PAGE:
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Volume 10, Number 6—June 2004

Research

Antimicrobial Resistance among Campylobacter Strains, United States, 1997–2001

Amita Gupta*Comments to Author , Jennifer M. Nelson*, Timothy J. Barrett*, Robert V. Tauxe*, Shannon P. Rossiter*, Cindy R. Friedman*, Kevin W. Joyce*, Kirk E. Smith†, Timothy F. Jones‡, Marguerit A. Hawkins§, Beletshachew Shiferaw¶, James L. Beebe#, Duc J. Vugia**, Terry Rabatsky-Ehr††, James A. Benson‡‡, Timothy P. Root§§, Frederick J. Angulo*, and for the NARMS Working Group
Author affiliations: *Centers for Disease Control, Atlanta, Georgia, USA; †Minnesota Department of Health, St. Paul, Minnesota, USA; ‡Tennessee Department of Health, Nashville, Tennessee, USA; §Maryland Department of Health and Mental Hygiene, Baltimore, Maryland, USA; ¶Oregon Department of Human Services, Portland, Oregon, USA; #Colorado Department of Public Health & Environment, Denver, Colorado, USA; **California Department of Health Services, Sacramento, California, USA; ††Connecticut Department of Public Health, Hartford, Connecticut, USA; ‡‡Georgia Department of Human Services, Atlanta, Georgia, USA; §§New York State Department of Health, Albany, New York, USA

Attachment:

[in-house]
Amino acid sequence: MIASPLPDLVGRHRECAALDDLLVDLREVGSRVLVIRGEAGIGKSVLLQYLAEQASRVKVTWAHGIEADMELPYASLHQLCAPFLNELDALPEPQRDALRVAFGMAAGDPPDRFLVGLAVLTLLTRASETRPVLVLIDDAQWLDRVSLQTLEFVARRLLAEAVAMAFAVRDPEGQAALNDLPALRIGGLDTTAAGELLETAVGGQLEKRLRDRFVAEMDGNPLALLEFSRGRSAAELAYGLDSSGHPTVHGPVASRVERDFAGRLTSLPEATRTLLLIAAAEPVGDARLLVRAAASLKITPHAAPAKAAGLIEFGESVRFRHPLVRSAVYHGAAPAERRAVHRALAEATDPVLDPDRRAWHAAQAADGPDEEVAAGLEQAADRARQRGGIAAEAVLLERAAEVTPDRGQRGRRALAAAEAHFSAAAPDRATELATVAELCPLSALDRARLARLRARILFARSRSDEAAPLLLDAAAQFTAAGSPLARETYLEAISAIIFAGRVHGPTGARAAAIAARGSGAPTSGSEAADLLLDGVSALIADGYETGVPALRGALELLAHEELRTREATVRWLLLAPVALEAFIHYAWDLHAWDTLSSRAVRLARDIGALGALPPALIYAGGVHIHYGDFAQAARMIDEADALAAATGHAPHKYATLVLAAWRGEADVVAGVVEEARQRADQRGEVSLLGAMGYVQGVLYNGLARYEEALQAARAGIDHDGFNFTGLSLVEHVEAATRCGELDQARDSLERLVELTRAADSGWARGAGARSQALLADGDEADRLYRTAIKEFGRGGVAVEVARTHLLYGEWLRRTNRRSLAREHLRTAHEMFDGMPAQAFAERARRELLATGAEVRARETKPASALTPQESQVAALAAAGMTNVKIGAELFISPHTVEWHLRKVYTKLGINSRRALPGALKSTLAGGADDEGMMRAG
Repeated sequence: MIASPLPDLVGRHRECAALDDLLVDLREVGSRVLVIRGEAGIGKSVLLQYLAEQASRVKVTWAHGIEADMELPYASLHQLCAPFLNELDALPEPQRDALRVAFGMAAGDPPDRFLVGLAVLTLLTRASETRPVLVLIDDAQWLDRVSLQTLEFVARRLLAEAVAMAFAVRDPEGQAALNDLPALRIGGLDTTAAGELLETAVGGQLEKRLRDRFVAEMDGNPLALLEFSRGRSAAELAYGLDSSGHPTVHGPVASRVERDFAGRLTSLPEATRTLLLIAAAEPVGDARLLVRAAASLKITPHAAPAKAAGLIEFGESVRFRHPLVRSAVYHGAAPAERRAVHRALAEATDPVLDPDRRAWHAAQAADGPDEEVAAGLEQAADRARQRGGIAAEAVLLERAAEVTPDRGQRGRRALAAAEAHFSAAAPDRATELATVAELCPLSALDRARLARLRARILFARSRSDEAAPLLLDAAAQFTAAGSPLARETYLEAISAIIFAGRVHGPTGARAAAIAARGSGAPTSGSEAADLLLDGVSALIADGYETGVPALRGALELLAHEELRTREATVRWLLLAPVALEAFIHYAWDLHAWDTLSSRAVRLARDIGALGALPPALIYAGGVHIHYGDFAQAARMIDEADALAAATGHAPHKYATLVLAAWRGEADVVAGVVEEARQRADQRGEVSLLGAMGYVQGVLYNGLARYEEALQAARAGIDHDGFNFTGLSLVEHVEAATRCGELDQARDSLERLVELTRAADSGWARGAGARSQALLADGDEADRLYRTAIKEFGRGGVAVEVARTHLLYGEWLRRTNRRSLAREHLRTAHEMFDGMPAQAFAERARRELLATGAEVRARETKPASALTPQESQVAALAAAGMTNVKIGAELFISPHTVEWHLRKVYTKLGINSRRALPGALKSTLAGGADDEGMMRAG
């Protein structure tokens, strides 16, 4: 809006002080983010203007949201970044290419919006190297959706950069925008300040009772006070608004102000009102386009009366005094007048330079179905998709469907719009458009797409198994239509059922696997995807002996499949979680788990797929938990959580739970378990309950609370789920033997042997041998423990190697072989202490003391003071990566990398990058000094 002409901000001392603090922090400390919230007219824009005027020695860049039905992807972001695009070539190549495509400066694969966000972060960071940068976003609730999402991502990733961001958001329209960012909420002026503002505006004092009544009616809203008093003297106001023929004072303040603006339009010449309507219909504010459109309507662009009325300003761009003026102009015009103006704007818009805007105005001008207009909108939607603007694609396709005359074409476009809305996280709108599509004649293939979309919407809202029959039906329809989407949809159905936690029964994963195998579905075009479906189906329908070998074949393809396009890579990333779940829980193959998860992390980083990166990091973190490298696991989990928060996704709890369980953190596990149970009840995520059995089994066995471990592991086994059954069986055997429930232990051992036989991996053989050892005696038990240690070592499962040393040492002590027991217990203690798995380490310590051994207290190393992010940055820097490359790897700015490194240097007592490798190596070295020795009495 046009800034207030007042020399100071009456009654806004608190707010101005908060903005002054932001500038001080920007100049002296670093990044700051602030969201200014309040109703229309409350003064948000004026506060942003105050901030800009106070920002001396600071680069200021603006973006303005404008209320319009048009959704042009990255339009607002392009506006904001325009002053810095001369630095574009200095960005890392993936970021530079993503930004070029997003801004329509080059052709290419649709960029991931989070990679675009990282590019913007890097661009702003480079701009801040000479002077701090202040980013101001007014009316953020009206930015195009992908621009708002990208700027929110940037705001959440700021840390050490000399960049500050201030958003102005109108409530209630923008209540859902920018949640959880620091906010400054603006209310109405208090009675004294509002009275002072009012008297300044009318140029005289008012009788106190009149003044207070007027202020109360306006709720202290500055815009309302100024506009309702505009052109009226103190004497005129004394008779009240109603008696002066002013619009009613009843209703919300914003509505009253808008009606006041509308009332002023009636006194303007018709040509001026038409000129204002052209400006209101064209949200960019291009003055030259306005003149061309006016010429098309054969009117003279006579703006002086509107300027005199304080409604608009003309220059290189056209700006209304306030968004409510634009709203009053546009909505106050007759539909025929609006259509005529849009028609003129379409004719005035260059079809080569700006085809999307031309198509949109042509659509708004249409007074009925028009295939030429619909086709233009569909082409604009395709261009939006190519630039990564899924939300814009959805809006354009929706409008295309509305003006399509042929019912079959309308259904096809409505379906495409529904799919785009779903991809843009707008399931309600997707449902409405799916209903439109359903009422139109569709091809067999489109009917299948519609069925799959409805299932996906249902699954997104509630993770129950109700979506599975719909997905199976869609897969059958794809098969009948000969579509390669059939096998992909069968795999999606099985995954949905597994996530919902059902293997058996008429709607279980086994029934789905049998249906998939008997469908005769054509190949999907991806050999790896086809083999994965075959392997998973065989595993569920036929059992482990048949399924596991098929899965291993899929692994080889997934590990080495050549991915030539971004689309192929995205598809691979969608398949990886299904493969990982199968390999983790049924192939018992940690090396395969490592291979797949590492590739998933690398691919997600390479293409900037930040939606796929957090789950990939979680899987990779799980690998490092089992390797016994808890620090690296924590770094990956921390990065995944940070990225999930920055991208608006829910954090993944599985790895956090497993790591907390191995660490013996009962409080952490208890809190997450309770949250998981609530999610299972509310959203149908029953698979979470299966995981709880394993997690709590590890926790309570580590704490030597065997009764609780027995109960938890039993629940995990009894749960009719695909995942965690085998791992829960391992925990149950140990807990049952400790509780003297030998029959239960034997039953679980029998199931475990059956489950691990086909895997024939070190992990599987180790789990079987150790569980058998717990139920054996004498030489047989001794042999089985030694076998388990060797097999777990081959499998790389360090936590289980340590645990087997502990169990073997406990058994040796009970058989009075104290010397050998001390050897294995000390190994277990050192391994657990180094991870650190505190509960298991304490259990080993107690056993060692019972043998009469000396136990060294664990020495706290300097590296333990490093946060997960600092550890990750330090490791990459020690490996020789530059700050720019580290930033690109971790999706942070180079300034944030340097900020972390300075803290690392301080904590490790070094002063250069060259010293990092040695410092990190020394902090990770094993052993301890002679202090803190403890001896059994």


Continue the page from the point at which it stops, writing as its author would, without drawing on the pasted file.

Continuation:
Main Article

Figure 1

Distribution of ciprofloxacin MICs among Campylobacter jejuni isolated from humans and retail chicken. A, human isolates, 1997–2001; n = 1,471. B, grocery store purchased chicken isolates, 1999; N = 62.

Figure 1. Distribution of ciprofloxacin MICs among Campylobacter jejuni isolated from humans and retail chicken. A, human isolates, 1997–2001; n = 1,471. B, grocery store purchased chicken isolates, 1999; N = 62.

Main Article

1This isolate was reported to be ciprofloxacin resistant in reference

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